Tuesday, November 8, 2016

What is the Library of Congress and Public Domain Content and Pseudonyms Yes or No?

Couple of good questions that came in today to the Facebook How to Publish Your Book group.

Public Domain Content
Thank you for adding me into the book publishing group. I heard you mention in an online (YouTube) video that information gathered from the Library of Congress is royalty free? It wasn't explained in the video, so I wanted to know how this works.

Pseudonyms and Pen Names
Also, I've notice that you have numerous titles on Amazon under your name. I have heard people say they've opted to use pseudonyms once they've published numerous titles to keep people interested. What's your take on this? I am published and have a lot of book ideas. I would gladly exhaust the plethora of titles on CreateSpace under my one wonderful name, because I love it just that much, but I'd like your thoughts. Looking forward to hearing back from you. Thanks much!

Thank you Vele for connecting and for your question.

Question 1: Public Domain Content
So what I was probably talking about with the Library of Congress is actually about public domain content. The LOC as mountains of it. It has Books, prints, photos, drawings, films, audio, it just goes on and on. It also has all the books you see in book stores and libraries. The Library of Congress's mission is to be the research library for the US Congress and be the Nation's library. So they have a gigantic wealth of content and much of it is in the public domain and we can publish it and use it to create products.  The key date for public domain content is 1923. Pretty much anything created before that date is in the public domain and can use to create books or products after that it is most likely under copyright. For me to be safe I usually stay below 1900. You always have to check but that date is the key one.

Library of Congress Web Site. LOC.gov

As citizens of the USA we also have access to pretty much anything created by the Federal Government. For the Federal Government it is really any content that they release, it is all in the public domain. You can republish reports from the Commerce Department for example, or the Presidents speeches or photos from the National Parks or maybe health information from the Department of Agriculture. You just have to check to see that it was actually created by a Federal employee. A great place to start is USA.gov. You also have to check the copyright rules of the Agency where you get the content. Each Agency has that information on their website, sometimes you have to dig.

This idea that content created by the US Government is in the public domain is unique to this country. It isn't always that way in other countries. I have created quite a few products based on US Government content. 

The key here is to not do a direct copy but to create a derivative work. Something better. Amazon is not a fan of public domain content and will often reject it because so much has been done with it. But they are fine with you creating a derivative work. Take a Shakespeare and create an illustrated work. Do your research, learn about public domain content, and start exploring the Library of Congress.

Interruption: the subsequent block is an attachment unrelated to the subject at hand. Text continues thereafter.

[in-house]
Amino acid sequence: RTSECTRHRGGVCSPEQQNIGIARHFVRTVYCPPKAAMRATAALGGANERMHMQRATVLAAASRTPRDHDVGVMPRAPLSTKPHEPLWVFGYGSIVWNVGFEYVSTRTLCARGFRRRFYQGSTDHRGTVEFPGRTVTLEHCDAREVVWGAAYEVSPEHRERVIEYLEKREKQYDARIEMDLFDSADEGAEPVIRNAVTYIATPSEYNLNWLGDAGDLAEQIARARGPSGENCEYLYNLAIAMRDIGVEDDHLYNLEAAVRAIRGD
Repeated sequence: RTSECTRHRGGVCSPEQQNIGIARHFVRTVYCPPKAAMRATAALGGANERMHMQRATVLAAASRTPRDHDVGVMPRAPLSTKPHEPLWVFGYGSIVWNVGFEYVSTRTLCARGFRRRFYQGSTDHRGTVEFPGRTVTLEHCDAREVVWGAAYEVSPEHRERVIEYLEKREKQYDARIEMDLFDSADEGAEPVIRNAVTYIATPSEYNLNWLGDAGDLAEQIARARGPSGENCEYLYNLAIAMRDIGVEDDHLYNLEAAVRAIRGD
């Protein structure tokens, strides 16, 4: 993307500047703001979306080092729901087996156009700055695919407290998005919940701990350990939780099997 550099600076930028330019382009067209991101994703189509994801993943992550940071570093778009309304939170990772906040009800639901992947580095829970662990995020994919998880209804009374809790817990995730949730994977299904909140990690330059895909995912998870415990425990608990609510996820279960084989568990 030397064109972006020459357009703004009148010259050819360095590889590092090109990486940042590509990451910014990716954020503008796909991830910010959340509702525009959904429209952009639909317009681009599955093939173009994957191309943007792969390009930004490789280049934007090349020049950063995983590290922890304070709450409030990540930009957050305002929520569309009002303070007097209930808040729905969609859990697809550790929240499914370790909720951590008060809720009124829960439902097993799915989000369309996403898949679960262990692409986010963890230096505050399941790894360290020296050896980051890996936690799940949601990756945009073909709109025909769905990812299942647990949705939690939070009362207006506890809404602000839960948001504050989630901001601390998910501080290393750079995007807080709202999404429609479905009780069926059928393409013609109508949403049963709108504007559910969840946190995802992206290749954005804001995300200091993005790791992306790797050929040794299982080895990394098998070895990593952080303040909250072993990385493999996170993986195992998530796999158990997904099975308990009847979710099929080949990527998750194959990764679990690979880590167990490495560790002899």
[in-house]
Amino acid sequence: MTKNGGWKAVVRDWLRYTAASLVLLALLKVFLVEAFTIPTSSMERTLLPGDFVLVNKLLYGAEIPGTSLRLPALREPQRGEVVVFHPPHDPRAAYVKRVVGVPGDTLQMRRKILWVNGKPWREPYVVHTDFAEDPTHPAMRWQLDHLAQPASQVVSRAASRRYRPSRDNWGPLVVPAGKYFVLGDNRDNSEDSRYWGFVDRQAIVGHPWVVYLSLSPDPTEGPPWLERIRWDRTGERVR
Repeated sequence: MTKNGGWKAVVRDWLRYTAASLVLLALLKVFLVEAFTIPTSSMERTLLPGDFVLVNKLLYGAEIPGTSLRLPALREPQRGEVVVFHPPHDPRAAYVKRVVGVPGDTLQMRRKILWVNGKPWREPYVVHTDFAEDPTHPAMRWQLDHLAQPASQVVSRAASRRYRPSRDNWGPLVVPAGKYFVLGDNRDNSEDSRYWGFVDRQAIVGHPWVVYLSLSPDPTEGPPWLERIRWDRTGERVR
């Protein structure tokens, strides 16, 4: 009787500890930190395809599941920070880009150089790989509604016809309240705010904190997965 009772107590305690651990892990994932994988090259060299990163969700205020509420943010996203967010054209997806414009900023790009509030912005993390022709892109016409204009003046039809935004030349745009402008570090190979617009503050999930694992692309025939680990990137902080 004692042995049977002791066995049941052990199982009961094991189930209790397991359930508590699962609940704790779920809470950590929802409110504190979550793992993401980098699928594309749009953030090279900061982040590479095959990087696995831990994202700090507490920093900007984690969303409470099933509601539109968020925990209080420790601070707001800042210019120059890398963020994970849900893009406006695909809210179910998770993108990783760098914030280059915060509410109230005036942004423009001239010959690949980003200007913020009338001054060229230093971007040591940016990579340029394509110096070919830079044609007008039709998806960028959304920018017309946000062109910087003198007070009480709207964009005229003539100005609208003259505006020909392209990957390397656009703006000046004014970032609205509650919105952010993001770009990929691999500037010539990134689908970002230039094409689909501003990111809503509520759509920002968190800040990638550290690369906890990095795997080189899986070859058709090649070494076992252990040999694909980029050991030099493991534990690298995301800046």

Question 2: Pseudonyms and Pen Names, Yes or No
This question comes up a lot. My view is that you use your real name for all your work. Now I completely understand that there are situations where that isn't practical for safety or privacy reasons. But in general I am in favor of using your name.

Now sometimes I will get the question, "if you are writing in different markets or subject aren't you creating confusion with your readers? Aren't you suppose to be creating an identity?" Are you a fiction writer or the person writing about auto repair? Well yes you are but what I have found is that readers don't really care. They just want solutions to their questions and don't care who wrote the book. Now once you get a name in a certain area you can bring readers back for the next book and that is cool. But for that one person that complains because you wrote an auto repair manual instead of your romance novel, well to bad.

I also found that we as writers have lots of interests and there isn't any reason to not write about them. We need to keep our own interests going, I don't always want to write on topic A, I might want to write about topic B or C. Also you just don't know which books are going to take off and be successful. I am a big fan of spreading your ideas around. You will be surprised what book succeed. Generally not the one you worked the hardest on.

"Google wants clear paths of who we are and what we do."
But one of the biggest reasons is that we live in a social media world. Marketing our books falls mostly on us and if you have all these different identities floating around it just becomes much more difficult. Google wants clear paths of who we are and what we do. It is to hard to have different identities and keep it all straight. It becomes a big mess. Keeping one Facebook identity is hard enough, keeping several is a real pain. I understand about the privacy issues and safety but if you can keep your name it will be just lot easier to market and promote your work.

Author: Bruce Jones
Bruce is the international bestselling author of over 40 books. His latest book is Book Marketing Checklist for Self-Publishers. Bruce also runs the Facebook group How to Publish Your Book with over 1,300 members.

1 comment:

  1. How do you create a pen name and still receive revenue to your account? Or do you need to create a new account under your pen name?